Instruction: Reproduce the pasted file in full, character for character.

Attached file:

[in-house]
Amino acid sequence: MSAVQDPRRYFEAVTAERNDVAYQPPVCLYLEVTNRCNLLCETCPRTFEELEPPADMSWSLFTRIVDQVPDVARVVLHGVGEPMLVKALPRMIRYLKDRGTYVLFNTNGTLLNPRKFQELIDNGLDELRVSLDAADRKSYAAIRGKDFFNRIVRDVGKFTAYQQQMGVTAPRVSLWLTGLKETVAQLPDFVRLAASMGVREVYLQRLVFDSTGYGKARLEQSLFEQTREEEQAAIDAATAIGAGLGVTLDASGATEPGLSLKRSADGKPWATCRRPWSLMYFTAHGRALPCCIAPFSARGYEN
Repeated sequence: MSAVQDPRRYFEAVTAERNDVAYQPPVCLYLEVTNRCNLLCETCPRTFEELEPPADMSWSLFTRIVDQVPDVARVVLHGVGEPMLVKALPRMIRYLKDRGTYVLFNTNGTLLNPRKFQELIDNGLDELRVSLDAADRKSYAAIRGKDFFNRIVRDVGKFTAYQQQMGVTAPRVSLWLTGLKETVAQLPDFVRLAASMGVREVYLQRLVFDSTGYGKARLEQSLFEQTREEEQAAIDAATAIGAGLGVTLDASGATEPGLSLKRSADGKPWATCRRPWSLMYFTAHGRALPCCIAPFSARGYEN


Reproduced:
[in-house]
Amino acid sequence: MSAVQDPRRYFEAVTAERNDVAYQPPVCLYLEVTNRCNLLCETCPRTFEELEPPADMSWSLFTRIVDQVPDVARVVLHGVGEPMLVKALPRMIRYLKDRGTYVLFNTNGTLLNPRKFQELIDNGLDELRVSLDAADRKSYAAIRGKDFFNRIVRDVGKFTAYQQQMGVTAPRVSLWLTGLKETVAQLPDFVRLAASMGVREVYLQRLVFDSTGYGKARLEQSLFEQTREEEQAAIDAATAIGAGLGVTLDASGATEPGLSLKRSADGKPWATCRRPWSLMYFTAHGRALPCCIAPFSARGYEN
Repeated sequence: MSAVQDPRRYFEAVTAERNDVAYQPPVCLYLEVTNRCNLLCETCPRTFEELEPPADMSWSLFTRIVDQVPDVARVVLHGVGEPMLVKALPRMIRYLKDRGTYVLFNTNGTLLNPRKFQELIDNGLDELRVSLDAADRKSYAAIRGKDFFNRIVRDVGKFTAYQQQMGVTAPRVSLWLTGLKETVAQLPDFVRLAASMGVREVYLQRLVFDSTGYGKARLEQSLFEQTREEEQAAIDAATAIGAGLGVTLDASGATEPGLSLKRSADGKPWATCRRPWSLMYFTAHGRALPCCIAPFSARGYEN